Isobornyl thiocyanoacetate is a chemical compound of cyanide.
Isoborneol Health Effects
- Metabolism: Organic nitriles are converted into cyanide ions through the action of cytochrome P450 enzymes in the liver. Cyanide is rapidly absorbed and distributed throughout the body. Cyanide is mainly metabolized into thiocyanate by either rhodanese or 3-mercaptopyruvate sulfur transferase. Cyanide metabolites are excreted in the urine. (L96)
- Health Effects: Exposure to high levels of cyanide for a short time harms the brain and heart and can even cause coma, seizures, apnea, cardiac arrest and death. Chronic inhalation of cyanide causes breathing difficulties, chest pain, vomiting, blood changes, headaches, and enlargement of the thyroid gland. Skin contact with cyanide salts can irritate and produce sores. (L96, L97)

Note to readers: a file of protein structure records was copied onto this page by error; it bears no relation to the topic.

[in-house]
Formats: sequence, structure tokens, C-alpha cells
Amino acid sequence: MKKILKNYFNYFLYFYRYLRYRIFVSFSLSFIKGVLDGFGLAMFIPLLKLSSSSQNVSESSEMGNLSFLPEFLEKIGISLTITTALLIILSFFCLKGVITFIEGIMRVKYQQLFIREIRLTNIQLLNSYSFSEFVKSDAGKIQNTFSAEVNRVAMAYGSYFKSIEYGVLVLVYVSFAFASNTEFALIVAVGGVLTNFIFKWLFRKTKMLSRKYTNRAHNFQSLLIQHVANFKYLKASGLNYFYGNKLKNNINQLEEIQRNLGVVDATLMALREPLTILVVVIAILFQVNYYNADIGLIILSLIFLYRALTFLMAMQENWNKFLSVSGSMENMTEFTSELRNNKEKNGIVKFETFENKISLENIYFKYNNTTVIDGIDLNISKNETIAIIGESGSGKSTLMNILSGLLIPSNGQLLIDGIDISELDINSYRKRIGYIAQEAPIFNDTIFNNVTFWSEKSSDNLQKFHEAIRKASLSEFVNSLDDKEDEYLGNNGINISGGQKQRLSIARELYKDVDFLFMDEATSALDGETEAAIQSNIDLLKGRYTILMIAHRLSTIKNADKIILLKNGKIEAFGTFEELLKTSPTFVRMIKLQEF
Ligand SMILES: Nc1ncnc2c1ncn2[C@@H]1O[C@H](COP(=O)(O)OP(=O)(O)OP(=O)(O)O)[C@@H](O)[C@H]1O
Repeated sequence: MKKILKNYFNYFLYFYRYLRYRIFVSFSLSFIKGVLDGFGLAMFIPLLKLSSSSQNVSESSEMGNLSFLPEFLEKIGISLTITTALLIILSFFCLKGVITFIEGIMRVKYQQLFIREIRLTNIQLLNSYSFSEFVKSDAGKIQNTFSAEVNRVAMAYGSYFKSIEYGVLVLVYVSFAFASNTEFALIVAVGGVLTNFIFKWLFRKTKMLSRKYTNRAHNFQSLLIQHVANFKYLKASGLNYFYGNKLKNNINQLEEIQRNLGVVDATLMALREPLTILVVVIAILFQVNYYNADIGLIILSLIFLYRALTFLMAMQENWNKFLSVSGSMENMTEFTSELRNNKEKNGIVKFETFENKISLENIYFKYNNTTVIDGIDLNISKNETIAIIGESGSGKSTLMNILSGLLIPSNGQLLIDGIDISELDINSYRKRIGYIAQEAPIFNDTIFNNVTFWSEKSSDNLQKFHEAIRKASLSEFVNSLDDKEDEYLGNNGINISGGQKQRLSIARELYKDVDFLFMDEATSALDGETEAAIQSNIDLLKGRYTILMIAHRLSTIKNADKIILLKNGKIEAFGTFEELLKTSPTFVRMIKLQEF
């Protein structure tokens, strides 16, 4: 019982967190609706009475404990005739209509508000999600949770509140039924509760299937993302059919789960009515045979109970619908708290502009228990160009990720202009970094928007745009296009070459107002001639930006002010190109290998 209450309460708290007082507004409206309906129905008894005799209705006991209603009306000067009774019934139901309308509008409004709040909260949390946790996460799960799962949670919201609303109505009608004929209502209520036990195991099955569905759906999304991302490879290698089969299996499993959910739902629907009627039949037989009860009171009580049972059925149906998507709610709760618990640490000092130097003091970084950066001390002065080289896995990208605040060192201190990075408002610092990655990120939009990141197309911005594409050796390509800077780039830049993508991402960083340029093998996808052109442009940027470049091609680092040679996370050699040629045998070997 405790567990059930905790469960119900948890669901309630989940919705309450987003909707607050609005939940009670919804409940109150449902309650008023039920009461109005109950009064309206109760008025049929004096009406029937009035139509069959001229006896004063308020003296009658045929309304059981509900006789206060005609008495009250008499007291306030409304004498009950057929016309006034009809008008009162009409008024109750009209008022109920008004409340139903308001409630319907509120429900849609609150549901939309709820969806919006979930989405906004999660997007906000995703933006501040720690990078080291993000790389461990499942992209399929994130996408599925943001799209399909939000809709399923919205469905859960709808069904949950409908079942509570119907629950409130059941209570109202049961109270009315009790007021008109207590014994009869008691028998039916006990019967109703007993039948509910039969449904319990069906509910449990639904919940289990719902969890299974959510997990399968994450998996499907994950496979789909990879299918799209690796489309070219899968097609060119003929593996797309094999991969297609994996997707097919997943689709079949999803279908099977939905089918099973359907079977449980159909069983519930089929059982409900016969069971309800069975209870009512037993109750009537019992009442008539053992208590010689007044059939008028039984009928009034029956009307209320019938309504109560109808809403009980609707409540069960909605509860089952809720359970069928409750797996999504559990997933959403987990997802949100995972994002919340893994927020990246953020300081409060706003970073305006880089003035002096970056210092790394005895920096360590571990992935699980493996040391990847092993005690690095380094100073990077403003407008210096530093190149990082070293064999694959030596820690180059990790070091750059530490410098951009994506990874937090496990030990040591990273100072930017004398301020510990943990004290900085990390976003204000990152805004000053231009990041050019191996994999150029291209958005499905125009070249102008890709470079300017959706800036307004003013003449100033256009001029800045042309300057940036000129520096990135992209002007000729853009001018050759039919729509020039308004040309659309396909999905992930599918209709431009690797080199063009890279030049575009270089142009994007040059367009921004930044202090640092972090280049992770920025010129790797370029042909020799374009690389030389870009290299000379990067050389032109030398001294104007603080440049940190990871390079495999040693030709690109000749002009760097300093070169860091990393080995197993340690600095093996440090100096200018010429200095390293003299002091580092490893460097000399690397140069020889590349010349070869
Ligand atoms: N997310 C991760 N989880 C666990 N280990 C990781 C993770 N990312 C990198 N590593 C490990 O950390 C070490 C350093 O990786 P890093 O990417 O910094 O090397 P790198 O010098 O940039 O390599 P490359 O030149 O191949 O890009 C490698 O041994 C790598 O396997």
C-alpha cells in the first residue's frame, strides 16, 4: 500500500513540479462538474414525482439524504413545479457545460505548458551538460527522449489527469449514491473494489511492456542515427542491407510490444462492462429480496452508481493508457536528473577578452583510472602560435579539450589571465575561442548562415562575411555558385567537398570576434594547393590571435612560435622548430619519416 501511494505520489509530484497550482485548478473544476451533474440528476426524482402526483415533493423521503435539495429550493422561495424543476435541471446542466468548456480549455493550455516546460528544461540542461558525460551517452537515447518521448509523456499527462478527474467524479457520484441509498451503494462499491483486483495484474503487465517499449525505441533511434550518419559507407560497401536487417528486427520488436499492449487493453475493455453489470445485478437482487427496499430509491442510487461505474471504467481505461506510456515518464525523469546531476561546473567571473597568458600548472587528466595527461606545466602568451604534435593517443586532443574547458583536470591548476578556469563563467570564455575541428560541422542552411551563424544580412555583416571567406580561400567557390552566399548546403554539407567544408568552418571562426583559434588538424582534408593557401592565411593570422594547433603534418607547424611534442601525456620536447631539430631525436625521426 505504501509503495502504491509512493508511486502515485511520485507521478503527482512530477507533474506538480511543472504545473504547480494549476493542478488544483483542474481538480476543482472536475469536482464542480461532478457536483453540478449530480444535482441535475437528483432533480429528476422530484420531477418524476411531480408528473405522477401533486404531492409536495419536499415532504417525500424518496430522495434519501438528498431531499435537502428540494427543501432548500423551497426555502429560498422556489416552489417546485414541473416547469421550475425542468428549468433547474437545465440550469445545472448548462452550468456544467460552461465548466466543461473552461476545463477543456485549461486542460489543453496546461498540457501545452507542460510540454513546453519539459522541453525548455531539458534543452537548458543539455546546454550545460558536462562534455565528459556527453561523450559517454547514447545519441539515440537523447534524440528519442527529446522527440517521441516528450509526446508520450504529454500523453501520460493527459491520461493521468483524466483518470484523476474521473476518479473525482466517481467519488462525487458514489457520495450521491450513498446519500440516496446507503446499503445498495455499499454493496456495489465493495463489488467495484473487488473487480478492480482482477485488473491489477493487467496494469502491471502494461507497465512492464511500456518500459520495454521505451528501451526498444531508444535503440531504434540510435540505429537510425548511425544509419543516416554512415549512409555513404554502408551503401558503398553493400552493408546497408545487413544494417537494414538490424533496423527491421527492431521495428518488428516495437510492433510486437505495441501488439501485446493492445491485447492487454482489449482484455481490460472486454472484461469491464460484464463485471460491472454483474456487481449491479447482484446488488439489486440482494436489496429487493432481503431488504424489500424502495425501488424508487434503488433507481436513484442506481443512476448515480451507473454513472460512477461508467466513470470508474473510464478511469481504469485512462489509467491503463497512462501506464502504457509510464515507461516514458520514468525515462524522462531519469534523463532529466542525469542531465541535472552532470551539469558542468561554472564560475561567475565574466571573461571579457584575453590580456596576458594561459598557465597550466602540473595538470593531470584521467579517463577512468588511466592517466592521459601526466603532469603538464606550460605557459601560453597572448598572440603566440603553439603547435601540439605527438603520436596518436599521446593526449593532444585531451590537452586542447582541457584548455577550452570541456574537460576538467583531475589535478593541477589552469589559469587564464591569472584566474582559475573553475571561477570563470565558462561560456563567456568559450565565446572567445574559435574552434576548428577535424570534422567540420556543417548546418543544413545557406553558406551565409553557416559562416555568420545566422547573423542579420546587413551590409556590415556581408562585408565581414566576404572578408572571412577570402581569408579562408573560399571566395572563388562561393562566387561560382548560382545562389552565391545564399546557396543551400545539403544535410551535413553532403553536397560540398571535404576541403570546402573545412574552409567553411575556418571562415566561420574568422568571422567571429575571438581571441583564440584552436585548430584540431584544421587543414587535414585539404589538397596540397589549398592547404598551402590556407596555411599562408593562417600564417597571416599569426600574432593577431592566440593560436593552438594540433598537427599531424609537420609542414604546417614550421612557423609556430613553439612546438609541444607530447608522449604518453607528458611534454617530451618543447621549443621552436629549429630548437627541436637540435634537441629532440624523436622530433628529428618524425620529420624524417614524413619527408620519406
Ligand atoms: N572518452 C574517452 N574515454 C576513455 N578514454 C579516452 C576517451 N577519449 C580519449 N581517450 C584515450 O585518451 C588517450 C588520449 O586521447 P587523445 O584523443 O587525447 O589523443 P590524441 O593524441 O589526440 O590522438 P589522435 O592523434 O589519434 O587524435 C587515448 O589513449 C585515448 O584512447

- Symptoms: Cyanide poisoning is identified by rapid, deep breathing and shortness of breath, general weakness, giddiness, headaches, vertigo, confusion, convulsions/seizures and eventually loss of consciousness. (L96, L97)
- Treatment: Antidotes to cyanide poisoning include hydroxocobalamin and sodium nitrite, which release the cyanide from the cytochrome system, and rhodanase, which is an enzyme occurring naturally in mammals that combines serum cyanide with thiosulfate, producing comparatively harmless thiocyanate. Oxygen therapy can also be administered. (L97)
- Route of Exposure: Oral (L96) ; inhalation (L96) ; dermal (L96)
- Carcinogenicity: No indication of carcinogenicity to humans (not listed by IARC).
- Toxicity: LD50: 1000 mg/kg (Oral, Rat) (T18) LD50: 6880 mg/kg (Dermal, Rabbit) (T18) LD50: 140 mg/kg (Intraperitoneal, Mouse) (T14)
- Lethal Dose: 200 to 300 milligrams for an adult human (cyanide salts). (T86)